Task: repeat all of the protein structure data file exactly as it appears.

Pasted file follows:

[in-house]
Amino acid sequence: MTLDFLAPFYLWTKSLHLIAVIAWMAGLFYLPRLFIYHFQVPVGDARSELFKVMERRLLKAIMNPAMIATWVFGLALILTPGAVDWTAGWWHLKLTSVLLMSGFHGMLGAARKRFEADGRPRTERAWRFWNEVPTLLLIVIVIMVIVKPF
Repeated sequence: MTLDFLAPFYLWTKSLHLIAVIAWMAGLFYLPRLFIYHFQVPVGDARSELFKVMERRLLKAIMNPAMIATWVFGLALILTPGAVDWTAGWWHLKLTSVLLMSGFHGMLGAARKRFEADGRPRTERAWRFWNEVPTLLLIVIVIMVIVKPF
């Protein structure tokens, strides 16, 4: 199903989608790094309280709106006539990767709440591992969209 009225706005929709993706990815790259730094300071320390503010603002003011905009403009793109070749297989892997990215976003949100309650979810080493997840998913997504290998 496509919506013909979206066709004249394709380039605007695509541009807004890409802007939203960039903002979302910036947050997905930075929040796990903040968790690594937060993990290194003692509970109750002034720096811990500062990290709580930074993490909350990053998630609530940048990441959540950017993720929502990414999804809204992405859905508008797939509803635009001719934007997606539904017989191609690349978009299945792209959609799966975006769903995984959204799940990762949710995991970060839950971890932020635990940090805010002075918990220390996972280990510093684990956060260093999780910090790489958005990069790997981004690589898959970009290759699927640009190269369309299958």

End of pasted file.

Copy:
[in-house]
Amino acid sequence: MTLDFLAPFYLWTKSLHLIAVIAWMAGLFYLPRLFIYHFQVPVGDARSELFKVMERRLLKAIMNPAMIATWVFGLALILTPGAVDWTAGWWHLKLTSVLLMSGFHGMLGAARKRFEADGRPRTERAWRFWNEVPTLLLIVIVIMVIVKPF
Repeated sequence: MTLDFLAPFYLWTKSLHLIAVIAWMAGLFYLPRLFIYHFQVPVGDARSELFKVMERRLLKAIMNPAMIATWVFGLALILTPGAVDWTAGWWHLKLTSVLLMSGFHGMLGAARKRFEADGRPRTERAWRFWNEVPTLLLIVIVIMVIVKPF
């Protein structure tokens, strides 16, 4: 199903989608790094309280709106006539990767709440591992969209 009225706005929709993706990815790259730094300071320390503010603002003011905009403009793109070749297989892997990215976003949100309650979810080493997840998913997504290998 496509919506013909979206066709004249394709380039605007695509541009807004890409802007939203960039903002979302910036947050997905930075929040796990903040968790690594937060993990290194003692509970109750002034720096811990500062990290709580930074993490909350990053998630609530940048990441959540950017993720929502990414999804809204992405859905508008797939509803635009001719934007997606539904017989191609690349978009299945792209959609799966975006769903995984959204799940990762949710995991970060839950971890932020635990940090805010002075918990220390996972280990510093684990956060260093999780910090790489958005990069790997981004690589898959970009290759699927640009190269369309299958």